Monday, August 23, 2004

Moral gymnasium

When Dole deployed his more-wounded-than-thou act against Kerry yesterday, he didn’t even bother getting his facts straight first, falsely claiming that 2 of Kerry’s wounds occurred on the same day. And here’s the astounding part, to me: he actually used no-smoke-without-fire as if it were a legitimate debating point: "not every one of these people can be Republican liars. There’s got to be some truth to the charges." What a high standard of proof he holds himself to.

Kerry called Dole today to express his disappointment. Dole told him, "John, I didn’t mean to offend you." Or to quote Michael Corleone, "It’s not personal, Sonny. It’s strictly business." (Although Dole is really more like Fredo, but with Sonny’s temperament.)

Reporters did get to the Boy in the Bubble today, but once again he would only condemn the ad in the context of all the ads, which means he is effectively putting these scurrilous lies in the same category as all other 527 ads, honest or dishonest. He won’t give up using this form of ad unless Kerry does too, which means that he is declaring the use of libelous ads legitimate; he won’t unilaterally say that this sort of ad is beneath him. McClellan said today, "Sen. Kerry wants to have it both ways. He should call for a stop to all of these ads." Scotty is trying to establish a moral equivalence where there is none (indeed, CNN had a spectacularly stupid but not inaccurate headline, "Bush Urges Kerry to Condemn Attack Ads.") The American Prospect’s weblog today is a good one-stop shopping place for articles on 527s. And it has McClellan repeatedly dodging efforts to get him to answer whether Bush condemns the content of the ads.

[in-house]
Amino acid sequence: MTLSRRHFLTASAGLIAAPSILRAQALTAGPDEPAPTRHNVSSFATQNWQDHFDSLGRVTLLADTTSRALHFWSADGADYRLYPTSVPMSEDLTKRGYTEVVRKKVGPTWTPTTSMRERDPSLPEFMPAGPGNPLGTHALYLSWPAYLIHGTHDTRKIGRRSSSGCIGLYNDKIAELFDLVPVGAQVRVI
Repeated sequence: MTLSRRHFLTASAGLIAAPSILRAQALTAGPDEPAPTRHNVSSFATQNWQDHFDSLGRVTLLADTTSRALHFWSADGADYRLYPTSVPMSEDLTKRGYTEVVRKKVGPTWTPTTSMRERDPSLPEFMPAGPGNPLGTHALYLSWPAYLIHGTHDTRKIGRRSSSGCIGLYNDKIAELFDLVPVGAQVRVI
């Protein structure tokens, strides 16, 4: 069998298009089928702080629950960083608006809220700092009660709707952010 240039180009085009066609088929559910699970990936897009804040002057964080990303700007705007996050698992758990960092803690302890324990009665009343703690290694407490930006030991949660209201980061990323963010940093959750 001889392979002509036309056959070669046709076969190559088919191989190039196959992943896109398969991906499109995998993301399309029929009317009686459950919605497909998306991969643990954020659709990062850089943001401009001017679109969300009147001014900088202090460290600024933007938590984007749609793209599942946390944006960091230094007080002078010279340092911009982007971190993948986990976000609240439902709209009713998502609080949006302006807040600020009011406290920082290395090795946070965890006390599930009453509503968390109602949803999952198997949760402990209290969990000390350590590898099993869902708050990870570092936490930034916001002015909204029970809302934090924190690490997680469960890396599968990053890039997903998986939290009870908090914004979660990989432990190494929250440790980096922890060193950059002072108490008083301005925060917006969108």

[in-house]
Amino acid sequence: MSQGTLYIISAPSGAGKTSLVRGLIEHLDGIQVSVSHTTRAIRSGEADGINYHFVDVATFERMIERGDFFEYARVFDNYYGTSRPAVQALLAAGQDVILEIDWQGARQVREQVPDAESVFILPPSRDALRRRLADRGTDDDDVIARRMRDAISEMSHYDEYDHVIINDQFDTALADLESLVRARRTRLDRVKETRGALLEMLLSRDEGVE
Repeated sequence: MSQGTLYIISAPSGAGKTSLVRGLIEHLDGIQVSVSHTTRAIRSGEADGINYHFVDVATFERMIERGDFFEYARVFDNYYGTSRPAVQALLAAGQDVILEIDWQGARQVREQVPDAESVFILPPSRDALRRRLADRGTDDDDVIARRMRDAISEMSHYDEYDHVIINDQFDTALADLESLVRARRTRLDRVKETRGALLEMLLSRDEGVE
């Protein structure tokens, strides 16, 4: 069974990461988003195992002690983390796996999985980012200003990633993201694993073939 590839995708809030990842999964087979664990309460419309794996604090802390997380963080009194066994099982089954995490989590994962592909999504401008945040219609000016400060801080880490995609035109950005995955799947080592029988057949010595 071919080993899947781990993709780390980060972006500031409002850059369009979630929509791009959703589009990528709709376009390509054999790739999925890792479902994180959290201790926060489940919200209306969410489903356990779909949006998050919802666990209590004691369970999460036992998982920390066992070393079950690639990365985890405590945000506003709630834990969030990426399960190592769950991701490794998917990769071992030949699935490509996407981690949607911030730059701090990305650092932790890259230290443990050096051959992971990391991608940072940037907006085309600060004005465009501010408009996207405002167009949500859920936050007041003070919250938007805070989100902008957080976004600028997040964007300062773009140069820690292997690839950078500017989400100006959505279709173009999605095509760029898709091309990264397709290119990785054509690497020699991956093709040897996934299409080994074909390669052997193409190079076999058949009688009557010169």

It is fascinating to see how little historical content there is in what is that rarest of all things in American politics, a debate about history. I mean, with all this talk about what Kerry did or did not do in Vietnam, there is no discussion of the war itself, its legitimacy, the role of the US in the world, when and how the US should have withdrawn, etc etc. You’d never know the Vietnamese War had actual Vietnamese people in it, a bunch of them shot dead by Kerry himself, which I guess is somehow less significant, less revealing of his character, than the one American guy he pulled out of the water. In Kerry’s portrayal, it’s all about his relation to other Americans in Vietnam, the "band of brothers," as if, to quote Bernard Shaw, "the world [was] a moral gymnasium built expressly to strengthen your character in".

It’s not like the consequences of that war don’t continue. One of them is the tens of thousands of Hmong who made the mistake of fighting for the US, still sitting in refugee camps in Thailand. The US has finally agreed to take them, but only if they give up polygamy (and presumably leave the extraneous wives behind, although that’s not clear from this article).

An op-ed piece in the Indy asks what’s so "radical" about "radical cleric" Sadr, who wants the occupation to end, and even then didn’t turn away from non-violence until a year into the occupation.

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